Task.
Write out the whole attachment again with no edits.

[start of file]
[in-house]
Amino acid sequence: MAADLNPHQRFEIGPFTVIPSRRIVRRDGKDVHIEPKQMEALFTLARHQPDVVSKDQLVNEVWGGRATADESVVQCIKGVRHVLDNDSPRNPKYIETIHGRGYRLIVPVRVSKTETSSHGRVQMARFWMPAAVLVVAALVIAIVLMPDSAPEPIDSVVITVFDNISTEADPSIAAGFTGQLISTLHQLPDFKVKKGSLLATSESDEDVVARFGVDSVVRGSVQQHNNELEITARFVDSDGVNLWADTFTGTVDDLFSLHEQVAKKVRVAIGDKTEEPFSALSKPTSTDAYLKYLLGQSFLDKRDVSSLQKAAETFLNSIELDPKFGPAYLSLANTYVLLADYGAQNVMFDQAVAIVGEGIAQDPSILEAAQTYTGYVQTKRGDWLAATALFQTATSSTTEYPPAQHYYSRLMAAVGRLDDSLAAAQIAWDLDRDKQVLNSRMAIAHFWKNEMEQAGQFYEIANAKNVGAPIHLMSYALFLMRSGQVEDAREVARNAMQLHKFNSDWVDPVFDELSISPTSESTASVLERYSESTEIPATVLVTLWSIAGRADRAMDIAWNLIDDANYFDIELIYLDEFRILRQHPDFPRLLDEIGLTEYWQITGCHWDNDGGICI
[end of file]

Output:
[in-house]
Amino acid sequence: MAADLNPHQRFEIGPFTVIPSRRIVRRDGKDVHIEPKQMEALFTLARHQPDVVSKDQLVNEVWGGRATADESVVQCIKGVRHVLDNDSPRNPKYIETIHGRGYRLIVPVRVSKTETSSHGRVQMARFWMPAAVLVVAALVIAIVLMPDSAPEPIDSVVITVFDNISTEADPSIAAGFTGQLISTLHQLPDFKVKKGSLLATSESDEDVVARFGVDSVVRGSVQQHNNELEITARFVDSDGVNLWADTFTGTVDDLFSLHEQVAKKVRVAIGDKTEEPFSALSKPTSTDAYLKYLLGQSFLDKRDVSSLQKAAETFLNSIELDPKFGPAYLSLANTYVLLADYGAQNVMFDQAVAIVGEGIAQDPSILEAAQTYTGYVQTKRGDWLAATALFQTATSSTTEYPPAQHYYSRLMAAVGRLDDSLAAAQIAWDLDRDKQVLNSRMAIAHFWKNEMEQAGQFYEIANAKNVGAPIHLMSYALFLMRSGQVEDAREVARNAMQLHKFNSDWVDPVFDELSISPTSESTASVLERYSESTEIPATVLVTLWSIAGRADRAMDIAWNLIDDANYFDIELIYLDEFRILRQHPDFPRLLDEIGLTEYWQITGCHWDNDGGICI